Memorable game: Bart Starr's last hurrah

Editor's Note: This is part of a series of memorable games played by the Green Bay Packers. This game looks back at the Dec. 4, 1983 Packers-Bears game.<p>

At the time, no one would have believed that the Packers' 31-28 victory over the Chicago Bears Dec. 4, 1983 would be Bart Starr's last official appearance at Lambeau Field.

After all, the Packers had just notched an emotional win over their archrivals, improved to 7-7 and were in the hunt for a second consecutive playoff berth.

When Jan Stenerud drilled a 19-yard field goal as time expired to sink Mike Ditka and the hated Bears, all seemed happy at 1265 Lombardi Ave.

Fifteen days later, though, after 341 games as a player and a coach, Starr's Titletown tenure would come to an abrupt and cold end. On this 28-degree and cloudy day, the Packers were probably more concerned with stopping a two-game losing streak than they were with Starr's future.

This was a maddening two-game skid, too. Not only did the two losses put the Packers playoff position in peril but both came in overtime after the Packers had blown big leads.

Add to that the suspension of linebacker Mike Douglass after he had skipped a team meeting and practice, and the Packers could have easily buckled to distractions when the Bears came calling for the 125th renewal of the NFL's hottest rivalry.

That was not the case early.

Running back Gerry Ellis, who finished with 141 yards, gave the Packers an immediate boost. On the team's first play from scrimmage, Ellis took a Lynn Dickey handoff and busted through the middle of the line for a 71-yard gain. On the next play, Harlan Huckleby scurried nine-yards around right end with a pitch for a touchdown. The Packers took a 14-0 lead later in the quarter when Dickey hit tight end Paul Coffman with five-yard TD pass.

The Bears countered 21 seconds later on an 87-yard bomb from Jim McMahon to Willie Gault to narrow the Packer lead to 14-7. Ellis made it 21-7 with a 12-yard TD run following a John Anderson interception in the second quarter. The Bears were able to pull to within 21-14 by halftime on a one-yard run by Matt Suhey.

After a scoreless third quarter, both teams made a charge at victory in the final 12 minutes.

Huckleby put the Packers ahead 28-14 with a 10-yard TD run 46 seconds into the fourth quarter.

The Packers looked to be on cruise control when they got the ball back and drove into Bear territory. Facing a third-and-inches from the Chicago 38, offensive coordinator Bob Schnelker called for a halfback option.

The play backfired when Chicago cornerback Leslie Frazier intercepted Ellis' pass and returned it 56 yards to the Packers 24.

It was a bizarre call considering the Packers had the lead and Dickey was in the process of breaking the NFC record for passing yards in a season. He threw for 345 on this day to give him 3,928 for the season, which broke Roger Staubach's 1979 record of 3,586. Dickey finished the season with 4,458 yards.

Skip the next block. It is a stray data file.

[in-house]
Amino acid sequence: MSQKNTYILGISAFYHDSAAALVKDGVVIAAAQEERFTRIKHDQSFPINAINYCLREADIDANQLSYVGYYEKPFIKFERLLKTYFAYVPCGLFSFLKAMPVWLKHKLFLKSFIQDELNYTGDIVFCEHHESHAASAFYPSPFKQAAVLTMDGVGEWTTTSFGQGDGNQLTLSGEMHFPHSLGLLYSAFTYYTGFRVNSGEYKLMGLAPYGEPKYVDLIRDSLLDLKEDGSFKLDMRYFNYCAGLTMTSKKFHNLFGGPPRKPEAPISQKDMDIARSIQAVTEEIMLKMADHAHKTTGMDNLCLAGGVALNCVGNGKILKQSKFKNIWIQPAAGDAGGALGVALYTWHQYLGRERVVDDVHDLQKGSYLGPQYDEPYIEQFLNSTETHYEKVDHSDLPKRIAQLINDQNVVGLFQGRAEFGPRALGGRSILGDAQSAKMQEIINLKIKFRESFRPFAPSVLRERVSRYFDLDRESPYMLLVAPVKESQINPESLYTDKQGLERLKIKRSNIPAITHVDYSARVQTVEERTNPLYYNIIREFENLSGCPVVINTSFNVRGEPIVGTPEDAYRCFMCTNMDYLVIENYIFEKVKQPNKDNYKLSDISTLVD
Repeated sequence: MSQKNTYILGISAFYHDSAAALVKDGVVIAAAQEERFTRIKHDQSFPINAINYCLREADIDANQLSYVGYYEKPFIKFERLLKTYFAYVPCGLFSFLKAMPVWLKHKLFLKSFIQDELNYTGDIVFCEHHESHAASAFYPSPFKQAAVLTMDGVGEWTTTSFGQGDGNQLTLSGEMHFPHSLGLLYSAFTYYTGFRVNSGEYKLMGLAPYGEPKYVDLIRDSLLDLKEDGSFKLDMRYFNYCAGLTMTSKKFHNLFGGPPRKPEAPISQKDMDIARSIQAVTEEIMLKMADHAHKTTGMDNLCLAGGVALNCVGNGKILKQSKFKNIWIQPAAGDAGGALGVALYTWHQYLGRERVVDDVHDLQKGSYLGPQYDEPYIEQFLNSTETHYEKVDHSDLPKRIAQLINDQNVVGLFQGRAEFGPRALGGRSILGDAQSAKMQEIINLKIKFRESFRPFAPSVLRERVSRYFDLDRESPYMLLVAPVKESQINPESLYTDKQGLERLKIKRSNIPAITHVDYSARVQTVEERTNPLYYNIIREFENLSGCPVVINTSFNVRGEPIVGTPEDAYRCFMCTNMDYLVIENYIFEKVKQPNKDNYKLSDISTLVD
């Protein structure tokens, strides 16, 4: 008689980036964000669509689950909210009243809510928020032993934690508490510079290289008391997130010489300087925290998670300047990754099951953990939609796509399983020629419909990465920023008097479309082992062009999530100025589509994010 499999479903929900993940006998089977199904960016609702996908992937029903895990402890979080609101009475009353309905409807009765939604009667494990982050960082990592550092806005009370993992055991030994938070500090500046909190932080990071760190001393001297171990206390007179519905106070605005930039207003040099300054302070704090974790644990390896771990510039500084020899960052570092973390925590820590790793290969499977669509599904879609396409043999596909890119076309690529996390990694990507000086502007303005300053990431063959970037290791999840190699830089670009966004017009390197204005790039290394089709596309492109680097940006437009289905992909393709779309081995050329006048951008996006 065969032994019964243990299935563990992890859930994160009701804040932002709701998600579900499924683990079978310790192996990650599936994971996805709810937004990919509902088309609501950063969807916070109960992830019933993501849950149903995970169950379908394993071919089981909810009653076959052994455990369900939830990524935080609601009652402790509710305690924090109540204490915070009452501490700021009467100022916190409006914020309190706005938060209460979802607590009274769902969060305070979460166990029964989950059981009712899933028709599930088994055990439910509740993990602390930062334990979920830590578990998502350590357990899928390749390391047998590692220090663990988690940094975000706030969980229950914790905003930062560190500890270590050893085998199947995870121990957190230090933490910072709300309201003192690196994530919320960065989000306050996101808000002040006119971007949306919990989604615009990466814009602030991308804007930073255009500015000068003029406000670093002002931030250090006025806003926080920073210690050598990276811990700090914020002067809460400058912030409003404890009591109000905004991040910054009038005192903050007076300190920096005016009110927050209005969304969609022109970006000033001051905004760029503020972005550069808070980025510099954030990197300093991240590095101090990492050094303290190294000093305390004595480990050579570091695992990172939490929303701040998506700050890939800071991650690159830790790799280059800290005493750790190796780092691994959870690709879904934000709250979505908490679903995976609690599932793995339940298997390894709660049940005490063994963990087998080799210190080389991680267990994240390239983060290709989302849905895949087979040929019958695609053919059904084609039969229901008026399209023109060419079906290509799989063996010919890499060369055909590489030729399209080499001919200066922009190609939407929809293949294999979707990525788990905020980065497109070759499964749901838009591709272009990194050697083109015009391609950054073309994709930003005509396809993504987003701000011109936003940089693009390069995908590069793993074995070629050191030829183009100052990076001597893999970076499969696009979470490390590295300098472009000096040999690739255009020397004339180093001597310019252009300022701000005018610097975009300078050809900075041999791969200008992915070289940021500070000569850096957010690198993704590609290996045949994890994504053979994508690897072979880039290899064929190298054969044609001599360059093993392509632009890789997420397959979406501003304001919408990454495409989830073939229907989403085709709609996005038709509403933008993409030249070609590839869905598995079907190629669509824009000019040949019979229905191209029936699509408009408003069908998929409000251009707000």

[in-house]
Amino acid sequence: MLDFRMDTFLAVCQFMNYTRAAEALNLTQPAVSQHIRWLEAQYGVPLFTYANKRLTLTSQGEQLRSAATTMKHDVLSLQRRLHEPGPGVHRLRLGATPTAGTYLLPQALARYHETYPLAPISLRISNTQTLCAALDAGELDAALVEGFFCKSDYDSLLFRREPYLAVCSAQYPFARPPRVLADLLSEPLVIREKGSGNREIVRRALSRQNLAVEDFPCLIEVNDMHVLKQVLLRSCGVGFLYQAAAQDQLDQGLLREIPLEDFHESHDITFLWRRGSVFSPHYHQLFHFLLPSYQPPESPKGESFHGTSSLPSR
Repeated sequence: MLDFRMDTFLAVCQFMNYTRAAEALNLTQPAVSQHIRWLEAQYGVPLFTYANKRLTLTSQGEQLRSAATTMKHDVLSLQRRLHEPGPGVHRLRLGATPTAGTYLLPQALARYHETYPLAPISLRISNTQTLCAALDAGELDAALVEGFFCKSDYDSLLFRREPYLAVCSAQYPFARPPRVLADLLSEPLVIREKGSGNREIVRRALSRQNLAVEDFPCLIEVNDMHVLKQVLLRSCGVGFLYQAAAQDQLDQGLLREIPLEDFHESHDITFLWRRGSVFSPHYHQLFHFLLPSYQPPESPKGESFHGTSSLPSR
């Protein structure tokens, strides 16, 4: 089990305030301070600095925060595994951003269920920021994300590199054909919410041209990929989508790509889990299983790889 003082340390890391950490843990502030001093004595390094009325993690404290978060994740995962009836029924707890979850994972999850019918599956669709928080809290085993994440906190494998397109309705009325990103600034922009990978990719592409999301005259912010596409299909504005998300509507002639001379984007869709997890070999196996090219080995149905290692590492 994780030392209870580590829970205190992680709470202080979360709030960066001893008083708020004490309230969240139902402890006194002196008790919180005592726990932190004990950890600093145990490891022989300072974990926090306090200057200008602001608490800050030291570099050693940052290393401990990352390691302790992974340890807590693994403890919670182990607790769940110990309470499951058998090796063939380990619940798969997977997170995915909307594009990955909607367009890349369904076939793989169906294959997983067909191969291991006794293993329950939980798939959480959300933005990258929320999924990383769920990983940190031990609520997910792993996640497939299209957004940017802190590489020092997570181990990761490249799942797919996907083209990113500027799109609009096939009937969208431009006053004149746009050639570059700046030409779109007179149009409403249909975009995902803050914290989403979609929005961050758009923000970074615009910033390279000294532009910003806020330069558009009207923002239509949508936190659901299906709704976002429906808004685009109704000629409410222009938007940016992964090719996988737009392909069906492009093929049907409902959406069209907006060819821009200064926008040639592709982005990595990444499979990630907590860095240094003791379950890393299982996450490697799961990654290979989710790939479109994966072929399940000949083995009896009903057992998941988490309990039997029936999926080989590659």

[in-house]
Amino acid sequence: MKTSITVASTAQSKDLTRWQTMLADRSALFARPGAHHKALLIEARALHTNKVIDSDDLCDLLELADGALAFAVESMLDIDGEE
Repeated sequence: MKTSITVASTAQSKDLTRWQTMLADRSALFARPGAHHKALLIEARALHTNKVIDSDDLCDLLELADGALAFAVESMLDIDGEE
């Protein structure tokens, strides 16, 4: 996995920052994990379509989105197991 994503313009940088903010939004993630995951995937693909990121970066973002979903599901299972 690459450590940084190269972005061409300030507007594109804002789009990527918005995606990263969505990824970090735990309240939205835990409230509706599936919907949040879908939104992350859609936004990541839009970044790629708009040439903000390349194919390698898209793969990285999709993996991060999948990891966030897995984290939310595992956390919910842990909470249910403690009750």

"I apologized to the team for not overruling that call," Starr said after the game. "It was a bad move on my part."

Starr insisted the play was a good one in short yardage situations but not when "it's third and that short we should just pump it in there for the first down."

The Bears then got another one-yard TD plunge from Suhey to get to within seven. About five minutes later, Dennis McKinnon returned a Bucky Scribner punt 59 yards to tie the game with 1:50 to go.

"I thought we were going to have another overtime and we haven't been very good in those this year," Huckleby said. "But the fantastic James Lofton saved us."

On the ensuing possession, Dickey hit Lofton with a 67-yard pass that put the Packers well within Stenerud's range.

As miffed as the Packer fans were over the halfback option call, Bear fans throughout the Land of Lincoln must have been shaking their fists at the TV demanding to know how a receiver – especially Lofton – could get that open that late in the game.

"It was a corner route," Lofton said. "I was being covered by Terry Schmidt and Mike Richardson and I made a move on Terry to the inside and broke outside."

Schmidt, who would be burned by Phil Epps for the game-winning TD in the fourth quarter in Chicago a year later, said he gambled on the play.

"I made a mistake," he said. "I was going for the interception and the ball carried over my head."

After two Jessie Clark runs, Stenerud drilled his fourth game-winning kick of the season as the clock struck zero.

"I'm extremely proud of this football team for the way they responded after two heartbreaking losses the last two weeks," Starr said. The 3-pointer was the 334th of Stenerud's career and put him one behind George Blanda's on the NFL's all-time list. The boot also came after Stenerud had missed field goals of 37- and 45-yards.

"I was thinking after I missed the first one that it would have helped my total, which is an awful thing to think," Stenerud said. "A 19-yarder is one I should make 99 percent of the time."

The Packers won the following week at Tampa Bay putting themselves in position to make the playoffs with a Week 16 win at Chicago.

The Bears exacted exact revenge in the season-finale. Bob Thomas' field goal with 10 seconds remaining gave the Bears a 23-21 win at frozen Soldier Field in what would turn out to be Starr's final game with the Packers.